“If there’s no response to our hails, I intend to launch a probe from two au out from the planet. If the probe is destroyed or its telemetry is jammed or appears to be altered, I’ll take Reykjavík into orbit and begin full sensor sweeps at maximum power. Let’s see them try to jam that.”
Jiemba cleared his throat. “That seems very aggressive, Captain. Very provocative.”
“I disagree, sir,” Trujillo returned. “It’s a proportional response to the murder of two-hundred and forty Federation citizens engaged in a mission of peaceful exploration. Killing those people without warning, without giving them the chance to leave or prove their non-belligerency was the provocation in this equation.”
The commodore sat in silence, a pose Trujillo remembered well from his days as her XO. It was Jiemba’s habit when weighing the potential outcomes of a course of action on those occasions when he had the luxury of time.
“And if they attack, Captain?” he prompted cautiously.
“We’ll defend ourselves, of course,” she answered. “We’ll use only the amount of force necessary to repel the attack. I will continue to try to open communications throughout, in hopes of averting further unnecessary violence. Failing that, I will withdraw Reykjavík from the system and tow Esau back to you. Then, at the very least, we’ll know.”
Jiemba nodded as though to himself. “Understood.” He tugged unconsciously at the bottom of his uniform blouse to straighten it, another old habit of his she recognized. “Captain Trujillo, I hereby authorize your proposed course of action. May fortune favor you and your crew.”
“Thank you, sir. I hope to speak to you again, soon.”
Trujillo leaned back in her chair, deep in thought. She silently vowed to try and keep an open mind, whatever happened next. Despite her warrior ethos, she had a duty to her crew, to the fallen aboard Esau, and to the Federation to try and make this situation right somehow. In the coming confrontation, that might take the form of listening rather than acting, or perhaps withholding fire in circumstances that seemed to call for retaliation.
Yes, she was a soldier, and Reykjavík was a warship, but Trujillo was convinced they could both be more.
* * *
Bloody loving Trujillo as a character, definitely more to her than meets the eye. For a mission like this, where a simple probe can lead to slaughter, I can think of no one else I'd rather have in the big chair.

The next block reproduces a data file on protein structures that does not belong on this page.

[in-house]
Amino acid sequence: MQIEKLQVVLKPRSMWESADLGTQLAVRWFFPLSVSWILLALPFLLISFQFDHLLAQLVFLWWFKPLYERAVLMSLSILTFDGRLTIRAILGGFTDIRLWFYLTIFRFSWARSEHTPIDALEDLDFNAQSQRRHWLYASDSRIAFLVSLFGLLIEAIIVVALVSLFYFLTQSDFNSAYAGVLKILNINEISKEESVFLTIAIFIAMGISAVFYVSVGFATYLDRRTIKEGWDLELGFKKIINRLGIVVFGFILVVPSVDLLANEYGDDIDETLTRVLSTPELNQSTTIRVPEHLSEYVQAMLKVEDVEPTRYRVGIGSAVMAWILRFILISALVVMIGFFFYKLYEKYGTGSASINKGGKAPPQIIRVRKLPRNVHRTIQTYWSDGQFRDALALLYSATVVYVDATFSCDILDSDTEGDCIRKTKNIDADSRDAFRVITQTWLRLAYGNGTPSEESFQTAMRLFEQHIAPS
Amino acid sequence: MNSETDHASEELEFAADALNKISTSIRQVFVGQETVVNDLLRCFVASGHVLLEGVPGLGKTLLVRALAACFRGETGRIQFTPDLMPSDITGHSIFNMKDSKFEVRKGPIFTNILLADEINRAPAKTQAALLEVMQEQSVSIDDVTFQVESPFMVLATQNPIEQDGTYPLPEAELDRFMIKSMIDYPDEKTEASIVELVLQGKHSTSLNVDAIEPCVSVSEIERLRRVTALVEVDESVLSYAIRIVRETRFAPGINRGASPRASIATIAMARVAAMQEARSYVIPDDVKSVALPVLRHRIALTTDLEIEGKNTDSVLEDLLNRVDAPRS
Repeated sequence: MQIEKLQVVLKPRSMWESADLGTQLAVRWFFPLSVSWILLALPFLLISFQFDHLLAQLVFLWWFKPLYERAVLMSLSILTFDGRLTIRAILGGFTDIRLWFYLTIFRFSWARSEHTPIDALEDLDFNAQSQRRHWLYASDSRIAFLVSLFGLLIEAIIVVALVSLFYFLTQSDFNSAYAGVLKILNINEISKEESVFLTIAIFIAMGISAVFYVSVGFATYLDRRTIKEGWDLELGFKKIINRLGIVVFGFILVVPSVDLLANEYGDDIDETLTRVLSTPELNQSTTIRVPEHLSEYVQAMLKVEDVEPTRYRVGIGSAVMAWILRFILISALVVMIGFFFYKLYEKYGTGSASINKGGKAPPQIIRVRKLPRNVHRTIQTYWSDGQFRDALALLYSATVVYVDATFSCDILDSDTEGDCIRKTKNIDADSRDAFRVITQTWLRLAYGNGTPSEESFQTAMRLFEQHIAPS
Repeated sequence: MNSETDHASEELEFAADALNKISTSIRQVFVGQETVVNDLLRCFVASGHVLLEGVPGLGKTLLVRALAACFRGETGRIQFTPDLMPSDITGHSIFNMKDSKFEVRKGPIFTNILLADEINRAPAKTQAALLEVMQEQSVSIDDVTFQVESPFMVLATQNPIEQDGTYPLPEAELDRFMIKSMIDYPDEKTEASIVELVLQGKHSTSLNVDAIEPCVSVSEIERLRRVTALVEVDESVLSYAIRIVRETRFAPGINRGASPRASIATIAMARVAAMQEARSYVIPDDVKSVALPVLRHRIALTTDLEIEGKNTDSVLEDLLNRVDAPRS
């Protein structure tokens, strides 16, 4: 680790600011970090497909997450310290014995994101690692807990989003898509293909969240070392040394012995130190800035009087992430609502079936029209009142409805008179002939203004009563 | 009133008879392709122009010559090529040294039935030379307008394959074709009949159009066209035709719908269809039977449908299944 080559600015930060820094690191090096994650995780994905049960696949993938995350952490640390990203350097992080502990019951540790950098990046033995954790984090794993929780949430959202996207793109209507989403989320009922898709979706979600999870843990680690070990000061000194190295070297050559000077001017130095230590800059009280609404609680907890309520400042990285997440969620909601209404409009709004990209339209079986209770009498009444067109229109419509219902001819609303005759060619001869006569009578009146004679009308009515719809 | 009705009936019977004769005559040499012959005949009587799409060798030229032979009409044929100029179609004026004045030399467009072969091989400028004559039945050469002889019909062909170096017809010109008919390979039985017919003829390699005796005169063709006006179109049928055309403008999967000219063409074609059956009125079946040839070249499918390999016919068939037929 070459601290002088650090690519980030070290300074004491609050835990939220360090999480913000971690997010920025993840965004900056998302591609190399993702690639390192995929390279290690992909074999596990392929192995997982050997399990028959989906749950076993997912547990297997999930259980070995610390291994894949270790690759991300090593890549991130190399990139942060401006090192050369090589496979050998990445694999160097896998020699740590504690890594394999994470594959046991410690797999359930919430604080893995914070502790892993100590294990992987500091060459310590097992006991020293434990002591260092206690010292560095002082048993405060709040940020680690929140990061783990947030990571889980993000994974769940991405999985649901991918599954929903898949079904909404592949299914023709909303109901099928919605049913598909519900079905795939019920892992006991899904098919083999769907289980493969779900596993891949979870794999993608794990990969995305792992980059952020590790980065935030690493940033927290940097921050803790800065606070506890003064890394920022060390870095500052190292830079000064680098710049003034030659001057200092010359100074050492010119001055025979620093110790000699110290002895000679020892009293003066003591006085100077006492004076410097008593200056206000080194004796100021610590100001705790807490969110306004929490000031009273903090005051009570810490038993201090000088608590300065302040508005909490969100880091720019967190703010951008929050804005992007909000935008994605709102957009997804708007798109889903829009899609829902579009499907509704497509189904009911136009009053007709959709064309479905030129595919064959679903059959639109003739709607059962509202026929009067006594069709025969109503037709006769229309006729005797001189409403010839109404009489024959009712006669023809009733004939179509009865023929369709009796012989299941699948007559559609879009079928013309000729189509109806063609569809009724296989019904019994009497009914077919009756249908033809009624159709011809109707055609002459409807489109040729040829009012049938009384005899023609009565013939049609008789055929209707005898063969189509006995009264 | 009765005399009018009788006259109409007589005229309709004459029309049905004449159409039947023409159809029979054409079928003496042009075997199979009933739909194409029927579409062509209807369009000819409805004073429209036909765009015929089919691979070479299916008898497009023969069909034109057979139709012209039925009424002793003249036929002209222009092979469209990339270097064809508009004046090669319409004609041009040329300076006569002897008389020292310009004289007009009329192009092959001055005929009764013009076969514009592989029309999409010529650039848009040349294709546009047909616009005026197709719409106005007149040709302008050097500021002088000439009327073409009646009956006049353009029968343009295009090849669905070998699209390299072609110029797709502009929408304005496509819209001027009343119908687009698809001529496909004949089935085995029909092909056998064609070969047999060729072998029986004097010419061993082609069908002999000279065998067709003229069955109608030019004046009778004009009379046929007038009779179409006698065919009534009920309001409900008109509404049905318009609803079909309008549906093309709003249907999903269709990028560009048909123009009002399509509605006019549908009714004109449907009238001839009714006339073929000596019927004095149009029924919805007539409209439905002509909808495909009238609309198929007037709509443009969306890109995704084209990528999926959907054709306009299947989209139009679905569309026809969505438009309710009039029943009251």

Risky . . . Trujillos makes a good argument, but if these beings can use a transporter to cross 3 AU of space, they may be a force beyond their abilities to fight. The Commodore is also putting his career on the line if this mission goes south. Still, it's prudent to learn as much as possible about these mysterious antagonists.
And what kind of beings are these, who apparently developed highly advanced technology, yet brutally slaughter peaceful beings? Hopefully, you will provide an answer that doesn't require the destruction of the Reykjavík and her crew.
Well, fortune does favor the bold and risk is our business and ... so on and so forth.
Thing is, all those sayings are nice and all until you have a shuttlebay filled with flag-draped torpedo cases.
Here's hoping Trujillo and Jiemba, who signed off on this, aren't adding any more of those in the near future.
As for me, I can't wait to find out what happens next.
Better than many Star Trek novels.
High praise indeed. Thank you.
* * *
“Bridge to captain.” Glal’s voice over the intraship brought Trujillo instantly awake on the day bed in her ready room.
“Go ahead, Commander.”
“We’re at two hours, sir. We’ve broadcast over everything from subspace to old RF channels with no response.”
“On my way,” she said. Trujillo stood to pull on her uniform jacket over her white command undershirt, belting it at the waist and fastening the shoulder clasp. She smoothed out any wrinkles in the fabric and then checked that her braided hair was still in place. She picked up a phaser pistol from atop her desk, checked its setting, and attached it to her uniform belt via magnetic coupling.
After a quick double-check in the mirror, she headed out onto the bridge.
She stepped around a heavily armed security officer holding a phaser rifle across his body-armored chest plate.
“Captain on the bridge,” Glal called.
“As you were,” she replied by rote, sliding into the command chair Glal had just vacated.
“Class-I sensor probe ready to launch in forward tube one, Captain,” DeSilva advised as Trujillo seated herself.
“Thank you,” she replied. She activated the ship’s PA from her swing-arm LCARS interface. “This is the captain. There has been no response to our hails, and now we will launch a probe towards Abemeda II. This may provoke a violent response. All hands should have been provided phaser sidearms at this point. Make sure those are set to level nine, and report to your battle-station assignments. Security personnel armed with phaser rifles have been stationed in all mission-critical areas of the ship. Stand to red alert.”
The alert klaxon warbled three times as the status indicators throughout the bridge switched to red.
“Weaps?” she called out.
“Shields up, weapons hot, sir,” Jarrod replied.
“Nominal, sir,” answered Kura-Ka from his station.
Trujillo turned to examine Garrett at the Science station. “Ensign, status of the probe’s comms array?”
“We’ve uploaded the latest encryption matrices into its array, sir. It should prove very difficult to jam or for its telemetry to be altered. The Klingons and Romulans would have a hard time with it, at any rate.”
That brought a slight smile to the captain’s lips. “Very good."
She cast a quick glance around the bridge to ascertain her people's readiness. "Launch probe,” Trujillo ordered.
“Probe away,” Jarrod advised.
“ETA to planetfall is two hours, fifty-two minutes,”